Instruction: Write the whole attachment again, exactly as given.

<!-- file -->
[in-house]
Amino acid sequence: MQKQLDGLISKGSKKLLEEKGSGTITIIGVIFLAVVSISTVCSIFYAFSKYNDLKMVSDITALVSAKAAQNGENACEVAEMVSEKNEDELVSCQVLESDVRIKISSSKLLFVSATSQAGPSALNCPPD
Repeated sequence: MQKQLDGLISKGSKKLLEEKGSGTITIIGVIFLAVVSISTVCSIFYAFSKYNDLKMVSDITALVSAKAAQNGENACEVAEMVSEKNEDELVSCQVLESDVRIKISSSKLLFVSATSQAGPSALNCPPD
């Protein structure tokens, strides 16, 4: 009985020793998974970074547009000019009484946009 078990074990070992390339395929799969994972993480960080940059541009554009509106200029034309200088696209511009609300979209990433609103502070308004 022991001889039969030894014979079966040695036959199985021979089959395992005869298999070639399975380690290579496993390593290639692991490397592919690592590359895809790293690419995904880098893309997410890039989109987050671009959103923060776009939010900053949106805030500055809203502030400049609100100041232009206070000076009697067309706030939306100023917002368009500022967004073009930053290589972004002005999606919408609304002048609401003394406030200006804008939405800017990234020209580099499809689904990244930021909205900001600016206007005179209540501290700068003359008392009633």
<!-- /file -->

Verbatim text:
[in-house]
Amino acid sequence: MQKQLDGLISKGSKKLLEEKGSGTITIIGVIFLAVVSISTVCSIFYAFSKYNDLKMVSDITALVSAKAAQNGENACEVAEMVSEKNEDELVSCQVLESDVRIKISSSKLLFVSATSQAGPSALNCPPD
Repeated sequence: MQKQLDGLISKGSKKLLEEKGSGTITIIGVIFLAVVSISTVCSIFYAFSKYNDLKMVSDITALVSAKAAQNGENACEVAEMVSEKNEDELVSCQVLESDVRIKISSSKLLFVSATSQAGPSALNCPPD
């Protein structure tokens, strides 16, 4: 009985020793998974970074547009000019009484946009 078990074990070992390339395929799969994972993480960080940059541009554009509106200029034309200088696209511009609300979209990433609103502070308004 022991001889039969030894014979079966040695036959199985021979089959395992005869298999070639399975380690290579496993390593290639692991490397592919690592590359895809790293690419995904880098893309997410890039989109987050671009959103923060776009939010900053949106805030500055809203502030400049609100100041232009206070000076009697067309706030939306100023917002368009500022967004073009930053290589972004002005999606919408609304002048609401003394406030200006804008939405800017990234020209580099499809689904990244930021909205900001600016206007005179209540501290700068003359008392009633």